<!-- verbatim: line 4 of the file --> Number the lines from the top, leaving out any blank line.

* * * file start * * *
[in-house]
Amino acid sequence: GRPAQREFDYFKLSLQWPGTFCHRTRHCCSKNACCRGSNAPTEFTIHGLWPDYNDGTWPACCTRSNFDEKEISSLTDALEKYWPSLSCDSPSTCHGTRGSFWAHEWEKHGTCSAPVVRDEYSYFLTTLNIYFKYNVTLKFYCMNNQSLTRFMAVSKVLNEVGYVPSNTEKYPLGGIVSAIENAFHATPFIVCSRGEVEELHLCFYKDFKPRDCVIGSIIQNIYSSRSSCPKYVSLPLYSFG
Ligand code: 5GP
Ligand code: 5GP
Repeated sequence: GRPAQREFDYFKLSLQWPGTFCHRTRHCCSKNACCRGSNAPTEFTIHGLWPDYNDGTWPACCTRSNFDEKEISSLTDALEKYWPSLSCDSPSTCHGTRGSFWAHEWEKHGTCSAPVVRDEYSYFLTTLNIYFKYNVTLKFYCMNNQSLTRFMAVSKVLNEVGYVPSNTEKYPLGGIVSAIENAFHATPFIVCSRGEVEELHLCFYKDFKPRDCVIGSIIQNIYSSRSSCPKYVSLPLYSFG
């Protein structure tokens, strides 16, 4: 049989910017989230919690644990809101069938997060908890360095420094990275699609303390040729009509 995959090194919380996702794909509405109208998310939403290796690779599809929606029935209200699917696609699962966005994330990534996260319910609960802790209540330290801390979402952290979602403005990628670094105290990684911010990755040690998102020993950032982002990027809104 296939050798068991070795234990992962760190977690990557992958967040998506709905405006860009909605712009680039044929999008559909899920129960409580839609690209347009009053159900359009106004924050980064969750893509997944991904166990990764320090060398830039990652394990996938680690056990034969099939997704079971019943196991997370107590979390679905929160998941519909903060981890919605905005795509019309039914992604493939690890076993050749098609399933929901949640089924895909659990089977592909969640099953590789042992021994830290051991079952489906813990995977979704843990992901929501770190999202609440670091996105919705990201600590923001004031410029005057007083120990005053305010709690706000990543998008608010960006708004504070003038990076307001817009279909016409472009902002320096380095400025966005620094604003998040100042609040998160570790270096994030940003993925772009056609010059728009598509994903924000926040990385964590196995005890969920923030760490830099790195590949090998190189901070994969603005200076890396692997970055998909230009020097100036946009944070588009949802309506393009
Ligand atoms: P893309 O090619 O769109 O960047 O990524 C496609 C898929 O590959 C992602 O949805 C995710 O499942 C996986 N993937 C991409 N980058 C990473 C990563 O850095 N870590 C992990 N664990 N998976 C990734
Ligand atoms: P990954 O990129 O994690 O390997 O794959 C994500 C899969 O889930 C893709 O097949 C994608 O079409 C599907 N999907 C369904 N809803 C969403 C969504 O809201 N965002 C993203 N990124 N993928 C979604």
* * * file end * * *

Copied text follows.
Ligand code: 5GP